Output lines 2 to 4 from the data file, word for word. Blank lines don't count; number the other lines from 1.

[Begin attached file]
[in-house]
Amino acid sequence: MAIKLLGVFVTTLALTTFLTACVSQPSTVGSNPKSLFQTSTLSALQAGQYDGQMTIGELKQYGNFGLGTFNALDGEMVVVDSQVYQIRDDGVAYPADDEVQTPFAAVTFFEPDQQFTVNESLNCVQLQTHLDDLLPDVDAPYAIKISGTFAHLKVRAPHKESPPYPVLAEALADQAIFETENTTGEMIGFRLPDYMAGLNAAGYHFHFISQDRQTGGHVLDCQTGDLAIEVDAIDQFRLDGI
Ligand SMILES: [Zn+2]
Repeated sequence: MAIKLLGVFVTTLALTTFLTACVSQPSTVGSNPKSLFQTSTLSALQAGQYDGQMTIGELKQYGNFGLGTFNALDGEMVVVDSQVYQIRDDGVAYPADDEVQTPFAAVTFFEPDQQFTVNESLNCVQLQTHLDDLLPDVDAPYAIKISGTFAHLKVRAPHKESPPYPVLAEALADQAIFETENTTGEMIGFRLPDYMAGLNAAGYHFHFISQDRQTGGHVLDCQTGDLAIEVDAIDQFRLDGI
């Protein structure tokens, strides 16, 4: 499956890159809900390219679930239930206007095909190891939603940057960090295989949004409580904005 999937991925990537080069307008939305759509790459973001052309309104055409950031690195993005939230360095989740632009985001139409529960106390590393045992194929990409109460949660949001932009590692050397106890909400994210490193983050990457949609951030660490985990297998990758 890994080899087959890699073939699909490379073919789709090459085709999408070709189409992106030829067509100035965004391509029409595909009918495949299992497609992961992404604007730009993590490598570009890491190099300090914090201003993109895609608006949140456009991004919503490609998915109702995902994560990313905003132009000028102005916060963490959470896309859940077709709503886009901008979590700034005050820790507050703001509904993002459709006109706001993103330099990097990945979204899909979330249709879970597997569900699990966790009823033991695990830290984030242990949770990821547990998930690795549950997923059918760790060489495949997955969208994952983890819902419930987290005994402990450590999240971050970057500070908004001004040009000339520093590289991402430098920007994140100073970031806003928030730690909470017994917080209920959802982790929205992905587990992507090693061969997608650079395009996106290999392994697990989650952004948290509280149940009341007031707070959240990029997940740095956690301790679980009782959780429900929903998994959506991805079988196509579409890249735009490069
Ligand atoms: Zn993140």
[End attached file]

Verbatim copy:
Amino acid sequence: MAIKLLGVFVTTLALTTFLTACVSQPSTVGSNPKSLFQTSTLSALQAGQYDGQMTIGELKQYGNFGLGTFNALDGEMVVVDSQVYQIRDDGVAYPADDEVQTPFAAVTFFEPDQQFTVNESLNCVQLQTHLDDLLPDVDAPYAIKISGTFAHLKVRAPHKESPPYPVLAEALADQAIFETENTTGEMIGFRLPDYMAGLNAAGYHFHFISQDRQTGGHVLDCQTGDLAIEVDAIDQFRLDGI
Ligand SMILES: [Zn+2]
Repeated sequence: MAIKLLGVFVTTLALTTFLTACVSQPSTVGSNPKSLFQTSTLSALQAGQYDGQMTIGELKQYGNFGLGTFNALDGEMVVVDSQVYQIRDDGVAYPADDEVQTPFAAVTFFEPDQQFTVNESLNCVQLQTHLDDLLPDVDAPYAIKISGTFAHLKVRAPHKESPPYPVLAEALADQAIFETENTTGEMIGFRLPDYMAGLNAAGYHFHFISQDRQTGGHVLDCQTGDLAIEVDAIDQFRLDGI